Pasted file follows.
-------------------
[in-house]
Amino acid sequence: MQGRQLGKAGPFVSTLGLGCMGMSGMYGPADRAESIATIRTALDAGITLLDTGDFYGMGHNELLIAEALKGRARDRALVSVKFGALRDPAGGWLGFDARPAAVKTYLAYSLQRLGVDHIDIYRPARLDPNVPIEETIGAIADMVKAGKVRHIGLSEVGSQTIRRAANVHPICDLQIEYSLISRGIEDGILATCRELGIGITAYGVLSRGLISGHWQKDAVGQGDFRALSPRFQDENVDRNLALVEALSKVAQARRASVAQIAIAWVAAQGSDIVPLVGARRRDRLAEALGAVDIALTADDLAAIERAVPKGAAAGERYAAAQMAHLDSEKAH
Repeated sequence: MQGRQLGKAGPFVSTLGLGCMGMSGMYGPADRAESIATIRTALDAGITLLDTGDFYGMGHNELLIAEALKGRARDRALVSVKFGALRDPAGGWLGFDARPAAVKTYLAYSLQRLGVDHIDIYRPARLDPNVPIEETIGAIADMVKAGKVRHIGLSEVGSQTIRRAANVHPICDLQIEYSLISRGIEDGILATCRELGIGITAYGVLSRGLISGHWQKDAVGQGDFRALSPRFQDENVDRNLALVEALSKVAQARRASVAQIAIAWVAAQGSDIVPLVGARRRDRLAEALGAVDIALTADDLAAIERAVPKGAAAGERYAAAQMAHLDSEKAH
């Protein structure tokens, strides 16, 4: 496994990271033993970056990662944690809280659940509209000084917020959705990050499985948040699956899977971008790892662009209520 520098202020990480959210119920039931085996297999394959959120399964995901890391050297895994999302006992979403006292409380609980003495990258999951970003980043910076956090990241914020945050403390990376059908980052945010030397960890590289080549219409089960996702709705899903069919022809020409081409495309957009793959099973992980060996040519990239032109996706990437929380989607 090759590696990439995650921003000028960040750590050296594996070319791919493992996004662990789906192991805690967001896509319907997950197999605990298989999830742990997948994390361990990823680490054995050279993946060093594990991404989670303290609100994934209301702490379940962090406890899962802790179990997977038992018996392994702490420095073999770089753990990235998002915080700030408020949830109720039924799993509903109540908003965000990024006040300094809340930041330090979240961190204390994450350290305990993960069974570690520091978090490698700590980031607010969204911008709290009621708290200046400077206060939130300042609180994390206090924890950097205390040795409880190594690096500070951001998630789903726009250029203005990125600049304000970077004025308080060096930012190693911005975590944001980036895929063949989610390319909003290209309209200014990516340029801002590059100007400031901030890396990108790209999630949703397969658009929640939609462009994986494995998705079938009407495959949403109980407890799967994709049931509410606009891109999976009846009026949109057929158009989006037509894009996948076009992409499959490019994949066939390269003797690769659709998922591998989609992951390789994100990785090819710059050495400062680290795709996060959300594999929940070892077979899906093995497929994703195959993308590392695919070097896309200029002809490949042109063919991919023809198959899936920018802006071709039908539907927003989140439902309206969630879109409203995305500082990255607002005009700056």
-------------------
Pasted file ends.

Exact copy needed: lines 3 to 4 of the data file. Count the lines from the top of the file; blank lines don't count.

Repeated sequence: MQGRQLGKAGPFVSTLGLGCMGMSGMYGPADRAESIATIRTALDAGITLLDTGDFYGMGHNELLIAEALKGRARDRALVSVKFGALRDPAGGWLGFDARPAAVKTYLAYSLQRLGVDHIDIYRPARLDPNVPIEETIGAIADMVKAGKVRHIGLSEVGSQTIRRAANVHPICDLQIEYSLISRGIEDGILATCRELGIGITAYGVLSRGLISGHWQKDAVGQGDFRALSPRFQDENVDRNLALVEALSKVAQARRASVAQIAIAWVAAQGSDIVPLVGARRRDRLAEALGAVDIALTADDLAAIERAVPKGAAAGERYAAAQMAHLDSEKAH
């Protein structure tokens, strides 16, 4: 496994990271033993970056990662944690809280659940509209000084917020959705990050499985948040699956899977971008790892662009209520 520098202020990480959210119920039931085996297999394959959120399964995901890391050297895994999302006992979403006292409380609980003495990258999951970003980043910076956090990241914020945050403390990376059908980052945010030397960890590289080549219409089960996702709705899903069919022809020409081409495309957009793959099973992980060996040519990239032109996706990437929380989607 090759590696990439995650921003000028960040750590050296594996070319791919493992996004662990789906192991805690967001896509319907997950197999605990298989999830742990997948994390361990990823680490054995050279993946060093594990991404989670303290609100994934209301702490379940962090406890899962802790179990997977038992018996392994702490420095073999770089753990990235998002915080700030408020949830109720039924799993509903109540908003965000990024006040300094809340930041330090979240961190204390994450350290305990993960069974570690520091978090490698700590980031607010969204911008709290009621708290200046400077206060939130300042609180994390206090924890950097205390040795409880190594690096500070951001998630789903726009250029203005990125600049304000970077004025308080060096930012190693911005975590944001980036895929063949989610390319909003290209309209200014990516340029801002590059100007400031901030890396990108790209999630949703397969658009929640939609462009994986494995998705079938009407495959949403109980407890799967994709049931509410606009891109999976009846009026949109057929158009989006037509894009996948076009992409499959490019994949066939390269003797690769659709998922591998989609992951390789994100990785090819710059050495400062680290795709996060959300594999929940070892077979899906093995497929994703195959993308590392695919070097896309200029002809490949042109063919991919023809198959899936920018802006071709039908539907927003989140439902309206969630879109409203995305500082990255607002005009700056």